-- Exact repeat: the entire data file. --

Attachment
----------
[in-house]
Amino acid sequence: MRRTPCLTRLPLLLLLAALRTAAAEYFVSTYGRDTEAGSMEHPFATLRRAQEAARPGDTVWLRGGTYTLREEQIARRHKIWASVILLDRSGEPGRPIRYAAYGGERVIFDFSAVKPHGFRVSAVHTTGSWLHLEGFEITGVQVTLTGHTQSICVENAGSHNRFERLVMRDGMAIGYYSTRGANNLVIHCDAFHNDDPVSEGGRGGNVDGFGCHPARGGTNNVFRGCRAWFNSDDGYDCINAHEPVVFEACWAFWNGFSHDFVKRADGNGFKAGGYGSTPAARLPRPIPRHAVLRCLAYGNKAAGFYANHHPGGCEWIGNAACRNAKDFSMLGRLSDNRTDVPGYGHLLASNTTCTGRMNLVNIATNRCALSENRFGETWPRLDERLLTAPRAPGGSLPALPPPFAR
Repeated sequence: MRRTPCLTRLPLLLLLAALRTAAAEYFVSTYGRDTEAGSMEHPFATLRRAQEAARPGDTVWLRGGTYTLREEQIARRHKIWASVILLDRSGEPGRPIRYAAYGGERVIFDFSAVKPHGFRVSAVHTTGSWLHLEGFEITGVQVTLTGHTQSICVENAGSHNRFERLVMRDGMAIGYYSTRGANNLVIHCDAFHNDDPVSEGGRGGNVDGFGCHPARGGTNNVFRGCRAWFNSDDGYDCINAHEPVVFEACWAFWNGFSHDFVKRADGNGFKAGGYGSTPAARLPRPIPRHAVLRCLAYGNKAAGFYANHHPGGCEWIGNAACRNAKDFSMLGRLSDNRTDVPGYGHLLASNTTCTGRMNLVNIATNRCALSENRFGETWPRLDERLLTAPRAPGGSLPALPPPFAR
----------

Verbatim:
[in-house]
Amino acid sequence: MRRTPCLTRLPLLLLLAALRTAAAEYFVSTYGRDTEAGSMEHPFATLRRAQEAARPGDTVWLRGGTYTLREEQIARRHKIWASVILLDRSGEPGRPIRYAAYGGERVIFDFSAVKPHGFRVSAVHTTGSWLHLEGFEITGVQVTLTGHTQSICVENAGSHNRFERLVMRDGMAIGYYSTRGANNLVIHCDAFHNDDPVSEGGRGGNVDGFGCHPARGGTNNVFRGCRAWFNSDDGYDCINAHEPVVFEACWAFWNGFSHDFVKRADGNGFKAGGYGSTPAARLPRPIPRHAVLRCLAYGNKAAGFYANHHPGGCEWIGNAACRNAKDFSMLGRLSDNRTDVPGYGHLLASNTTCTGRMNLVNIATNRCALSENRFGETWPRLDERLLTAPRAPGGSLPALPPPFAR
Repeated sequence: MRRTPCLTRLPLLLLLAALRTAAAEYFVSTYGRDTEAGSMEHPFATLRRAQEAARPGDTVWLRGGTYTLREEQIARRHKIWASVILLDRSGEPGRPIRYAAYGGERVIFDFSAVKPHGFRVSAVHTTGSWLHLEGFEITGVQVTLTGHTQSICVENAGSHNRFERLVMRDGMAIGYYSTRGANNLVIHCDAFHNDDPVSEGGRGGNVDGFGCHPARGGTNNVFRGCRAWFNSDDGYDCINAHEPVVFEACWAFWNGFSHDFVKRADGNGFKAGGYGSTPAARLPRPIPRHAVLRCLAYGNKAAGFYANHHPGGCEWIGNAACRNAKDFSMLGRLSDNRTDVPGYGHLLASNTTCTGRMNLVNIATNRCALSENRFGETWPRLDERLLTAPRAPGGSLPALPPPFAR